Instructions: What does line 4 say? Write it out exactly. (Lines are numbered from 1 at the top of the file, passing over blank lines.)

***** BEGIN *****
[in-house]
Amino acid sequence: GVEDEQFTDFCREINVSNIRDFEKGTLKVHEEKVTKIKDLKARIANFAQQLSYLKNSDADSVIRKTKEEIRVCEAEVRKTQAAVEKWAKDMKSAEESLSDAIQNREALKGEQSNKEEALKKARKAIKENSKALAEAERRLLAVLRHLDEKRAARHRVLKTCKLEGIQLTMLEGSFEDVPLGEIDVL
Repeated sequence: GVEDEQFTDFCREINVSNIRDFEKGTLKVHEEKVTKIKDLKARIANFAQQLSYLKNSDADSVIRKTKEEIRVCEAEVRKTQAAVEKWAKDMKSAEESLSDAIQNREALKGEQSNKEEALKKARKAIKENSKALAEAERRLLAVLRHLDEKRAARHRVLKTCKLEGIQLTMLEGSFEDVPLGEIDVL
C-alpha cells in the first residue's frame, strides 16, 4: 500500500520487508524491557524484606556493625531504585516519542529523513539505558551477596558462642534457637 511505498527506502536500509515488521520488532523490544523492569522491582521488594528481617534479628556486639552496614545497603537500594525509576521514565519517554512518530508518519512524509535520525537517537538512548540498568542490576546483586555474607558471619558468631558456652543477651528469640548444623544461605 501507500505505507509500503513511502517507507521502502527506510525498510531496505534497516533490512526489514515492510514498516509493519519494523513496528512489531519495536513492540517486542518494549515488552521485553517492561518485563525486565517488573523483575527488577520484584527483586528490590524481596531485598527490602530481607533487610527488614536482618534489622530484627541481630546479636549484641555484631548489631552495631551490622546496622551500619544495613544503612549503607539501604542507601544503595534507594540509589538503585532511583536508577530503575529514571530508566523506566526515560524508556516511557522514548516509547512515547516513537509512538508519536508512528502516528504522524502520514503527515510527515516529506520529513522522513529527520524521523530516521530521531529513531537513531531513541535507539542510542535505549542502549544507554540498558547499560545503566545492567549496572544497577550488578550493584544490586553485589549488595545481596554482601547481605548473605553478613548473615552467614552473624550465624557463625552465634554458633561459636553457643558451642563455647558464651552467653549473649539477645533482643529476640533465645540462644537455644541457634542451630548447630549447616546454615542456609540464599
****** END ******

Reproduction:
C-alpha cells in the first residue's frame, strides 16, 4: 500500500520487508524491557524484606556493625531504585516519542529523513539505558551477596558462642534457637 511505498527506502536500509515488521520488532523490544523492569522491582521488594528481617534479628556486639552496614545497603537500594525509576521514565519517554512518530508518519512524509535520525537517537538512548540498568542490576546483586555474607558471619558468631558456652543477651528469640548444623544461605 501507500505505507509500503513511502517507507521502502527506510525498510531496505534497516533490512526489514515492510514498516509493519519494523513496528512489531519495536513492540517486542518494549515488552521485553517492561518485563525486565517488573523483575527488577520484584527483586528490590524481596531485598527490602530481607533487610527488614536482618534489622530484627541481630546479636549484641555484631548489631552495631551490622546496622551500619544495613544503612549503607539501604542507601544503595534507594540509589538503585532511583536508577530503575529514571530508566523506566526515560524508556516511557522514548516509547512515547516513537509512538508519536508512528502516528504522524502520514503527515510527515516529506520529513522522513529527520524521523530516521530521531529513531537513531531513541535507539542510542535505549542502549544507554540498558547499560545503566545492567549496572544497577550488578550493584544490586553485589549488595545481596554482601547481605548473605553478613548473615552467614552473624550465624557463625552465634554458633561459636553457643558451642563455647558464651552467653549473649539477645533482643529476640533465645540462644537455644541457634542451630548447630549447616546454615542456609540464599